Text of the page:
Prescription drug price comparison platform GoodRx (NASDAQ:GDRX) has a noble mission of helping people to locate the medications they need at the best available price. It’s an idea whose time has come, and I’m glad to see that the recent initial public offering (IPO) of GoodRx stock was accompanied by heavy trading volume.
InvestorPlace contributor Joel Baglole even went so far as to put GoodRx stock at the top of his list of telehealth stocks that are paving the digital medicine landscape. Baglole’s article is outstanding and I recommend that you check out all of the stocks on his list, including GoodRx.
What GoodRx proves is that telehealth comes in many forms. It’s not just about doctors talking to patients on their laptops. Telehealth can also help patients find places to buy their prescription drugs. And, GoodRx is working to improve how this is done.
Still, there’s more to investing than getting a warm, fuzzy feeling. You’ll also want to be confident in the company’s business model. Fortunately, I believe you’ll like what you see when you take a closer look at GoodRx.
A Closer Look at GoodRx Stock
As reported by InvestorPlace contributor Sarah Smith, GoodRx anticipated that it would price its stock shares between $24 and $28. The IPO took place on Sept. 23 on the Nasdaq exchange.
The actual IPO price for GoodRx stock ended up being $33 per share. However, the stock didn’t stay at that price. In fact, GoodRx shares actually started trading on the Nasdaq at $46.
By the end of its first public trading day, GoodRx stock was up an eye-popping 53%. The stock closed at $50.50 per share, bringing GoodRx’s market cap to roughly $19.4 billion.
Checking the share price on the morning of Oct. 19, GoodRx stock was trading slightly above $51. Is it possible that the bulls have already run out of steam? Perhaps they’re just taking a breather before the next leg up. Who could blame them after such an outstanding IPO day?
If there’s anything that could use a major change, it’s America’s health care system. This is particularly true during the age of Covid-19. Thankfully, GoodRx Co-CEO and cofounder Doug Hirsch is prepared to transform at least one aspect of American health care.
2020 saw a boom in virtual health care, and GoodRx has been part of that explosion as it occupies a unique niche in telemedicine. As Hirsh sees it, “Healthcare [in America] is so broken and so messed up… that there’s an opportunity for us to help people and create a successful business opportunity along the way.”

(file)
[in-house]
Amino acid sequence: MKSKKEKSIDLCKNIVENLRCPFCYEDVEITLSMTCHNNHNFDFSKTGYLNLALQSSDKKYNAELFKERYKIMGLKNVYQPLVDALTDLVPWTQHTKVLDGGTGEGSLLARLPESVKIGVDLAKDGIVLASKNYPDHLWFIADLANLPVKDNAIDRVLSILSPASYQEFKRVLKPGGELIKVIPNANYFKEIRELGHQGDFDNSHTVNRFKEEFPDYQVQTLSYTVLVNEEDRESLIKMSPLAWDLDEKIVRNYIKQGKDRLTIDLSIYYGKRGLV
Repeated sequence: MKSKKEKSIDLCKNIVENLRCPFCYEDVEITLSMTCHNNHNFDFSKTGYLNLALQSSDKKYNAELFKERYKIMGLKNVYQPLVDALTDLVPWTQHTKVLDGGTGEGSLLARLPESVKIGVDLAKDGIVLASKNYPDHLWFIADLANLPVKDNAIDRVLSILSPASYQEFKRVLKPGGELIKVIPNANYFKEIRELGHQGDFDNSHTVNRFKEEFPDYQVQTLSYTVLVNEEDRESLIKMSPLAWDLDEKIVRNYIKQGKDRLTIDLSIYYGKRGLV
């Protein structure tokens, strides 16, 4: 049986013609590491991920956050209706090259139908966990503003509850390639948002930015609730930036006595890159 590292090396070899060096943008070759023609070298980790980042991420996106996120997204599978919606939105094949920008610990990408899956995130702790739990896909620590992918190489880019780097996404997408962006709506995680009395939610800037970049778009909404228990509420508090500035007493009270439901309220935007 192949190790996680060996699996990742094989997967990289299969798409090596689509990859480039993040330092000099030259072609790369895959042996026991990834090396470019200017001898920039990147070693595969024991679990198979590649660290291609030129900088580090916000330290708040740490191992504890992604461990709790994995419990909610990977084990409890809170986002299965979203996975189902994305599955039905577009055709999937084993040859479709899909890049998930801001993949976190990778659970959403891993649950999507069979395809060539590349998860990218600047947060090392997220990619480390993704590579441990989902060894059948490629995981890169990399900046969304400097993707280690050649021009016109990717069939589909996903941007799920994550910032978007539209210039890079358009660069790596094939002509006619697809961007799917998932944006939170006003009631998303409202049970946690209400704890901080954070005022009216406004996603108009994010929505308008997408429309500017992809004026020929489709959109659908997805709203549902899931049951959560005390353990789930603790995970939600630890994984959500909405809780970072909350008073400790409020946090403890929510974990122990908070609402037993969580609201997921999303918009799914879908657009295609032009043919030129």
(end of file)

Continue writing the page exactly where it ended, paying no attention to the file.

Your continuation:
Interestingly, Hirsh isn’t an IPO veteran. He admitted, “This is my first time going through an IPO and it is definitely arduous and painful at times.”
Yet, given the astounding performance of GoodRx stock during its debut on the Nasdaq, it’s safe to say that Hirsh’s first IPO is a resounding success.
But Is It Profitable?
By now, hopefully you’ll start to feel pretty good about investing in a forward-thinking company like GoodRx. Yet, prospective investors have every right to ask whether the company is actually profitable.
On that front, there should be no major concerns about GoodRx. The company has consistently been profitable since 2016. Moreover, during the first six months of 2020, GoodRx earned $55 million in profits. That number represents an increase of $31 million compared to the company’s profits from the first half of 2019.
Not only that, but GoodRx recorded $257 in revenues for the 2020’s first half. That’s a marked improvement in comparison to the $173 million in revenues posted during 2019’s first six months.
Is the vast improvement in GoodRx’s fiscal stats entirely attributable to Covid-19? That’s a debatable issue, but I’m sure that the pandemic has been a contributing factor.
Still, the country’s broken health care system and overpriced medications have needed solutions for a long time. As long as these issues persist, GoodRx should continue to be profitable.
The Bottom Line
It should give investors a good feeling to own shares of GoodRx stock as the company has a highly worthwhile mission to improve the U.S. health care system.
Just as importantly, GoodRx has been consistently profitable. Therefore, it’s not only an honorable company, but a business-savvy one as well.
On the date of publication, David Moadel did not have (either directly or indirectly) any positions in the securities mentioned in this article.
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The views and opinions expressed herein are the views and opinions of the author and do not necessarily reflect those of Nasdaq, Inc.